By HATTIE BERNSTEIN Telegraph Staff
Sunday, October 12, 2003
Life is as constant and changeless as a favorite climbing tree or the place by the kitchen stove where a mother stands tending a pot of soup.
The charm dissipates during the sobering passage into adulthood. But childhood memories, snapshots from the mind's eye, often preserve what no longer exists.
Seen through the eyes of longtime residents, a neighborhood emerges as a vivid landscape - a place forever etched in the minds and on the hearts of those who grew up there.
So goes this story of Nashua's North End.
Since its origin in the late 1700s, the North End has been home to privilege: the families of captains of local commerce and industry, of bankers, lawyers and doctors who built the stately mansions that grace Concord Street and the surrounding streets, many named for prominent early residents.
Laton Street, for example, is named for Capt. Thomas Laton, a sea captain whose farm in the early 1800s included what is now Berkeley, Chester, Raymond, Wood and Edson streets.
|Staff photo by Dan Williamson
Andrew Hall, right, plays with his son, Austin Hall, 3, in their front yard in Nashua's North End on Monday. Andrew grew up in the North End, and his parents still live in the neighborhood. He and his wife, Karen, moved into their current house about four years ago.
An architectural treasure, the area boasts some of the most interesting - and expensive - real estate in the city: mansions in styles ranging from the colonial revival of the Governor Murphy House at 88 Concord St. to the combination Greek and Colonial Revival style of the Paige-Carter House at 28 Concord St., which for the past half century has served as the local American Red Cross chapter house. There is also the magnificent Anderson House at 90 Concord St., more recently home to Mount St. Mary, a private parochial girls high school that closed a decade ago.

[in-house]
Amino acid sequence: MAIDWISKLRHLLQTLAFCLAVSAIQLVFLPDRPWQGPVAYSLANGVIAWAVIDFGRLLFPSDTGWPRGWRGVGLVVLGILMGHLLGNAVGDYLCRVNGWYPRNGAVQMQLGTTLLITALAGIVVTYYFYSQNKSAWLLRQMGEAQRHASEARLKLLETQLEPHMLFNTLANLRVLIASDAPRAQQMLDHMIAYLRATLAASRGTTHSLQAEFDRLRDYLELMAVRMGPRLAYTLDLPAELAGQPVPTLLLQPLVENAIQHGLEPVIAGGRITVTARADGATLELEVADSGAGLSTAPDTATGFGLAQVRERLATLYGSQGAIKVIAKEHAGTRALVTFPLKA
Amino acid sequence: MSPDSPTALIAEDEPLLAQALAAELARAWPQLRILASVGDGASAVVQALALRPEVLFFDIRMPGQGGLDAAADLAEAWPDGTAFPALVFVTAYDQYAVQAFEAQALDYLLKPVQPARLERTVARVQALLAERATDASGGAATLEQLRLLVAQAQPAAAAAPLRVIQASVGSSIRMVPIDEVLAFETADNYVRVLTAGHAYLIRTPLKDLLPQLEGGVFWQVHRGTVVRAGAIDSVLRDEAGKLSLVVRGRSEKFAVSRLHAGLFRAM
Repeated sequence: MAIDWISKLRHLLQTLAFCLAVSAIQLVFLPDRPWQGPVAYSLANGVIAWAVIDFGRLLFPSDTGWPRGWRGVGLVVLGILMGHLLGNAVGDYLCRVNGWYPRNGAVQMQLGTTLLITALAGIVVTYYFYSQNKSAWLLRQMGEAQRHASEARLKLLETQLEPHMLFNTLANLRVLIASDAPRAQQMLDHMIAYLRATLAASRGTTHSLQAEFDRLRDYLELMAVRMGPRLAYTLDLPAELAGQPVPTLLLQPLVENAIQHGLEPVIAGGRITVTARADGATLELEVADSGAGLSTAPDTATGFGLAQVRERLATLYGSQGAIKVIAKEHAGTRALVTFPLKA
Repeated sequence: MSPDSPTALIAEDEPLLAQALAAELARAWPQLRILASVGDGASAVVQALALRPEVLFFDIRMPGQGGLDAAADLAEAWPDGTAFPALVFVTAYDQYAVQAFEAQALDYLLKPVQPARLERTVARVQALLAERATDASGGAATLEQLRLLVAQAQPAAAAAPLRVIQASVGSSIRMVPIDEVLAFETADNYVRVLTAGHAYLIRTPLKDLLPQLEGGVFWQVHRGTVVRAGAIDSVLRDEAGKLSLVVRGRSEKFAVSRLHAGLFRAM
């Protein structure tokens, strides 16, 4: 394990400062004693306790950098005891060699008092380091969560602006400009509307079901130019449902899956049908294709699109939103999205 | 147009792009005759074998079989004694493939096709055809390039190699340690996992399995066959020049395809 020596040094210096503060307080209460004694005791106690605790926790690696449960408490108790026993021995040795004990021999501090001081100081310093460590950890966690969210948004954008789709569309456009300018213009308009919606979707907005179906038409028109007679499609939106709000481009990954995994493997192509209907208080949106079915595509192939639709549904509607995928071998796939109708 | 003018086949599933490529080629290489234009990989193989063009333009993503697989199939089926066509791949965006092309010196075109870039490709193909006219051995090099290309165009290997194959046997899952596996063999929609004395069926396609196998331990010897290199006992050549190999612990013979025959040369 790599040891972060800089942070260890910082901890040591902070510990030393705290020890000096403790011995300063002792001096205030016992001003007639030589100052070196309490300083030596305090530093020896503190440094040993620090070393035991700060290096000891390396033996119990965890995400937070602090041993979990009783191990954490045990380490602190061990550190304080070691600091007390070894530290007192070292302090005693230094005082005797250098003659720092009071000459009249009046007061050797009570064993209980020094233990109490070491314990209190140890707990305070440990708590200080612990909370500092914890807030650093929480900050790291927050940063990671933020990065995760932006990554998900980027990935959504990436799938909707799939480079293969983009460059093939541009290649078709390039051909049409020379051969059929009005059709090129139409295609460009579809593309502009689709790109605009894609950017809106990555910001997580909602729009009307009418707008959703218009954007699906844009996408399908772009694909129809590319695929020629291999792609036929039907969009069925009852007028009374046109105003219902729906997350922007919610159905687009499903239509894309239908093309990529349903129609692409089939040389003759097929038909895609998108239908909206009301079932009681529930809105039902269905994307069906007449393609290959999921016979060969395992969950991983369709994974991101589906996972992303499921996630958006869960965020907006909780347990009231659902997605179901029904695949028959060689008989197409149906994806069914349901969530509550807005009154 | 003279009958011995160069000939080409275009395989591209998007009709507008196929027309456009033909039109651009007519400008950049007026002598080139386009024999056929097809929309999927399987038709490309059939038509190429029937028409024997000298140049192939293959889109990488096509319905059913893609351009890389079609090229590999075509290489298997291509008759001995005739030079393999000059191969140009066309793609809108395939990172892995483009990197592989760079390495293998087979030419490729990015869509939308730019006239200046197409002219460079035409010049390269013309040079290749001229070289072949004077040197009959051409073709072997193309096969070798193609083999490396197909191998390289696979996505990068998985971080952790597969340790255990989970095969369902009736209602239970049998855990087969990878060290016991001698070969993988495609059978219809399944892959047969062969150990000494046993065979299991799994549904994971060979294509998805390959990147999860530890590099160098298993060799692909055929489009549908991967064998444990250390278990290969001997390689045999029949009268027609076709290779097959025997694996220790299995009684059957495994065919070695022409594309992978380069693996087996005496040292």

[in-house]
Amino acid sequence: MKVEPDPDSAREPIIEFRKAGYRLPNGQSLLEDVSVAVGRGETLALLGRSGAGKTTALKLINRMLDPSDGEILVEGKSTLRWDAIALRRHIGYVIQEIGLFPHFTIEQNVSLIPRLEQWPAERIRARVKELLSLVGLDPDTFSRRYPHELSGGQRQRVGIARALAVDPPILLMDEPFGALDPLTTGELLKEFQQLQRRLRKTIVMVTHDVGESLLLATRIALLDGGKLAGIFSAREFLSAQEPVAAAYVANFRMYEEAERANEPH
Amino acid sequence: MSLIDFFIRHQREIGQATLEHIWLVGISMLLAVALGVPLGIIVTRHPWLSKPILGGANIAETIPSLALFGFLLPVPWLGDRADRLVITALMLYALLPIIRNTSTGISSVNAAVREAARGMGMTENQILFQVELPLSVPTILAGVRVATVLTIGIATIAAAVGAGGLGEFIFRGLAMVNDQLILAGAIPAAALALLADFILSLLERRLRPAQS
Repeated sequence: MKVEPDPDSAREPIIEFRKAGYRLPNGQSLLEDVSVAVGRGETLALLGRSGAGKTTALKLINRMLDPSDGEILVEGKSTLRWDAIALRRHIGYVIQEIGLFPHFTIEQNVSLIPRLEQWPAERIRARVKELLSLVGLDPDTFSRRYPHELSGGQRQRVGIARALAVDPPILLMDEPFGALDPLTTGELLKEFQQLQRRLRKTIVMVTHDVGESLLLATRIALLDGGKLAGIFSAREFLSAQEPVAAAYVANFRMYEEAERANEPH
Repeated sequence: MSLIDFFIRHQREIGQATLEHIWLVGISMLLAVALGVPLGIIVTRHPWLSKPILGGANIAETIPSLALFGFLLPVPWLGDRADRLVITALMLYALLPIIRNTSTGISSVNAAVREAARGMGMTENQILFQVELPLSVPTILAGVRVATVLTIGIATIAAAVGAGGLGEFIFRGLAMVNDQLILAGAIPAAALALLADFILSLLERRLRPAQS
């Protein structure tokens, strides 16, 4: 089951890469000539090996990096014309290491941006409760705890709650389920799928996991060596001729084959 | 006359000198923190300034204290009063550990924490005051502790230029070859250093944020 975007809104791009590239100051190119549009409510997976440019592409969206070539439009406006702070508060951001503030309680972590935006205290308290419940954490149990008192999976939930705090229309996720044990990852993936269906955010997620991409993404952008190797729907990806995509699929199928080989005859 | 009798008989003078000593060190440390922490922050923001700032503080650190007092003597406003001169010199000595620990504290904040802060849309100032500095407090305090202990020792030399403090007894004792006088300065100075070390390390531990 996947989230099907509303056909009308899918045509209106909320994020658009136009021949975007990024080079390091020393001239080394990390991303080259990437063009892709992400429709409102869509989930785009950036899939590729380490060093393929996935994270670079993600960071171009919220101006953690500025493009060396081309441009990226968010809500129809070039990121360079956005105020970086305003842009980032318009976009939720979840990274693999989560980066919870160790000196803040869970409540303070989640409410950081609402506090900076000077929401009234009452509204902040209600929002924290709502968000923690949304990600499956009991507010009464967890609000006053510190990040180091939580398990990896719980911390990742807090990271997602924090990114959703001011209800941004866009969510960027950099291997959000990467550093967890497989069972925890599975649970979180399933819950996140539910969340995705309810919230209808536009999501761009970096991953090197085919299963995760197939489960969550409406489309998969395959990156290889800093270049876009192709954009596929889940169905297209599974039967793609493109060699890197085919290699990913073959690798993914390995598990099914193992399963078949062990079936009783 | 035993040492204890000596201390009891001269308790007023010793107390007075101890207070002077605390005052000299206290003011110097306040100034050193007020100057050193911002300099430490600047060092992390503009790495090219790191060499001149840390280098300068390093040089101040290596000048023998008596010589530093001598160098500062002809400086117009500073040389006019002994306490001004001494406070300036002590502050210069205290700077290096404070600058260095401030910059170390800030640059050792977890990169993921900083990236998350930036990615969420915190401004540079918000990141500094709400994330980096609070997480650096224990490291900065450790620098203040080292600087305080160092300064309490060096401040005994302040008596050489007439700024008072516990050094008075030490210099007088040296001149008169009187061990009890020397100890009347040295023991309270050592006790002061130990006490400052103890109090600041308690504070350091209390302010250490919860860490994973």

In the early 1800s, while Nashua was still Dunstable, Harvard-educated lawyer Daniel Abbot bought his Federal-style home, today the Abbot-Spalding House on Nashville Street. Abbot was the first of the mercantile and professional class to settle in an area where the rocky soil was not conducive to farming and travel to the town's center near the current-day Rivier College was long and difficult in bad weather, according to Alan Manoian, the city's assistant director of economic development.
During Abbot's time, residents of the area north of the Nashua River seceded from Nashua, and Abbot subsequently became mayor of the new community known as Nashville. The formation of two separate governments, however, burdened both communities, which in 1853 agreed to reunite, adopting a city charter form of government that led to improvements in business and politics and provided more efficient services.
The city's promise as a business location attracted people such as I. Frank Stevens and John Cotton, who moved the Maine Manufacturing Co. from Fairfield, Maine, to Nashua in 1895. For more than 30 years, the icebox" manufacturer grew steadily - a stable business that promised dependable employment.
The city offered other appealing business opportunities, as well, including one taken by Lester Freeman Thurber, who left Washington, Vt., to become general manager of the White Mountain Freezer Co., an ice cream freezer manufacturer.